Where does the study of the biological basis of the brain go from here? Probably in two or three directions. One direction certainly will be the further breaking down of the different sensory regions. Subregions for each of the primary visual areas will be discovered for each of the visual areas discovered so far and new regions will probably be discovered. Some have already been found. For example, while we have a sense for the processing of form, color, and motion, we do not yet know clearly how the brain functions to process depth and texture. A second direction for future research will be how information from these regions is used by the rest of the brain. The neural pathways to the parietal and temporal lobes have been described but little is known about how sensory information is integrated with more cognitive functions. A third possible path would be to better understand how these separate modules lead to unified perceptions. While color can be selectively lost, color is not usually perceived separately from the object.Somehow, that fact, and other integrative perceptual experiences, needs to be a part of our understanding of the brain.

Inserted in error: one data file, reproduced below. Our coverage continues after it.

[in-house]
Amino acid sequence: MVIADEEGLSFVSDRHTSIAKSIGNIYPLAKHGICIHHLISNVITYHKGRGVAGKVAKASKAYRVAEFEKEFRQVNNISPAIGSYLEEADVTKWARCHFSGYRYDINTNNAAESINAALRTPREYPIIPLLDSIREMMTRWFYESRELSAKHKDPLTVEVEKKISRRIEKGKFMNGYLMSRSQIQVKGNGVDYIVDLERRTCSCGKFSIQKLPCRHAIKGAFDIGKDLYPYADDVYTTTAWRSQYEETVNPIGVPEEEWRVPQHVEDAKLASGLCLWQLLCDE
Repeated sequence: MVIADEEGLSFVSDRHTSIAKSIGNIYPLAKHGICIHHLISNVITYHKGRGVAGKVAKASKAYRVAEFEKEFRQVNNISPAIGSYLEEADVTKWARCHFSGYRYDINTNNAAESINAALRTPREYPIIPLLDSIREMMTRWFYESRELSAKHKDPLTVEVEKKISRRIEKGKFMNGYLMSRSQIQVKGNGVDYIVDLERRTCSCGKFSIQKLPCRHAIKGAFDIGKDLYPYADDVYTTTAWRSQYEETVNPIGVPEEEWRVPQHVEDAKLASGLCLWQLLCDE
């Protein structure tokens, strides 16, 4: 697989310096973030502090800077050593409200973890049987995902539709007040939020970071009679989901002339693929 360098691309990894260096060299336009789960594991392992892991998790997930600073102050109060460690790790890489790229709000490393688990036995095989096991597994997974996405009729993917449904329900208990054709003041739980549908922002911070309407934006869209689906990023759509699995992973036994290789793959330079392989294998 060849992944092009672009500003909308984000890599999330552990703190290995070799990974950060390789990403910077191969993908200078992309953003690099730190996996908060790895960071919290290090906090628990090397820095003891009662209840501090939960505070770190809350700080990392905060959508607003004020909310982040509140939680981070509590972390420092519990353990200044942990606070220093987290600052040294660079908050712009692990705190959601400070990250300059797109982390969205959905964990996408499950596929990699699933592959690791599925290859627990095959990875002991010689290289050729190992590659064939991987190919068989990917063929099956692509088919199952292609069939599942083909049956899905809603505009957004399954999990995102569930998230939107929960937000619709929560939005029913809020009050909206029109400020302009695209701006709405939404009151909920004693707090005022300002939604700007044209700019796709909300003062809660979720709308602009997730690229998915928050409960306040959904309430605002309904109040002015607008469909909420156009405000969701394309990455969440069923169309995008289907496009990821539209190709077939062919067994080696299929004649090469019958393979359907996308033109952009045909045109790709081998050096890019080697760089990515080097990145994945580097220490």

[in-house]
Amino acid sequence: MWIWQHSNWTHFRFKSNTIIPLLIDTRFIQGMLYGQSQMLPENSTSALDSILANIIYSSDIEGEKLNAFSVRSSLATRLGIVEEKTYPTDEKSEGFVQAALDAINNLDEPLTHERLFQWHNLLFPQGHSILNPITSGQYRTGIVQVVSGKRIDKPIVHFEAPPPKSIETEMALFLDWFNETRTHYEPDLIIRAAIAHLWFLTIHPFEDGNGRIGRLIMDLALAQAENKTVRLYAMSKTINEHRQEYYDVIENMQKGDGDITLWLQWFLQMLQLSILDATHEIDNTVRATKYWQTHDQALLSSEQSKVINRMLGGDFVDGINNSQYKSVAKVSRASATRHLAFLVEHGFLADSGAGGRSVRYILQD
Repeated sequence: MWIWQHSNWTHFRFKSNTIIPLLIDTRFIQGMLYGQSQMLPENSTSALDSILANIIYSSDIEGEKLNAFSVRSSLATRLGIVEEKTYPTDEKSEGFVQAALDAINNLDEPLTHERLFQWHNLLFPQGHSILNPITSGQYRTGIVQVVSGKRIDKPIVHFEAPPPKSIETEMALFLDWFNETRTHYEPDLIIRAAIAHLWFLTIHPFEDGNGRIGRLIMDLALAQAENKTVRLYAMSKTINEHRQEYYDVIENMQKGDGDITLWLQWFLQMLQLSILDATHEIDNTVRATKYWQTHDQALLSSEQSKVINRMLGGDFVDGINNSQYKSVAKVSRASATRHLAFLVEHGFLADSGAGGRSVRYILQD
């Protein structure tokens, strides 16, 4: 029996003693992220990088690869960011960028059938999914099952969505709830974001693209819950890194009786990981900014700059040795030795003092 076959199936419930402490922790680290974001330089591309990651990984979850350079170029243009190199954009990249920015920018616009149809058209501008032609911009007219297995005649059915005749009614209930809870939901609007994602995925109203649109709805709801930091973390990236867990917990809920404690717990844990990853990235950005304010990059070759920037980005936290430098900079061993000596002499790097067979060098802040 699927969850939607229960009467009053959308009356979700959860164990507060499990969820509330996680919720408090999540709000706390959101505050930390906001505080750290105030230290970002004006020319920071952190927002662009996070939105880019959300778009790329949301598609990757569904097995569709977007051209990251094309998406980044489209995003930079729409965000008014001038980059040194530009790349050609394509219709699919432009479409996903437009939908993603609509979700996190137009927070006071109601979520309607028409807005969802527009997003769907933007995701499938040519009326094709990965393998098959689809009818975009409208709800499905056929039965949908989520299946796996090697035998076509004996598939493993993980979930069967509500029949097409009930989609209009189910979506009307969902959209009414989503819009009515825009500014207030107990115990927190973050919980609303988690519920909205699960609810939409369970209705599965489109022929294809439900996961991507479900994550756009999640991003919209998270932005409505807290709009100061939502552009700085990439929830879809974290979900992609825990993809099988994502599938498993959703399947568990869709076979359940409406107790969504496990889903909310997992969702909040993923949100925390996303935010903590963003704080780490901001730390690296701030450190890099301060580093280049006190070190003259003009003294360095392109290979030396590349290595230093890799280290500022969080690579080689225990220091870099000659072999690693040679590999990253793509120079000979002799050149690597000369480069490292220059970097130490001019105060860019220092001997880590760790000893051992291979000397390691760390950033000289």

The discovery of the extent of parallel processing in sensory systems has greatly changed how we conceptualize sensory information processing. This work has been coupled with a grown in the use of the computer to understand the operation of the visual system.

Computational Approaches to Sensation and Perception

Along with the rapid development of visual neuroscience, there has been an equally rapid development of computational approaches to understanding perception. These approaches ranges from models of large scale like that of Marr (1985) effort at a unified computational theory to more limited efforts such as Krantz, Silverstein, & Yeh's (1992) model of visibility of displays underdynamic lighting. In this section a brief presentation on one computational model being developed by one of the authors will be presented to illustrate some of the power of these models (Krantz, 2000).

The motivations for this effort comes largely from teaching some of the concepts in the last section on Visual Neuroscience. Basically the effort is to try to examine the impact and function of the receptive fields from the retinal ganglion cells, particularly the x cells.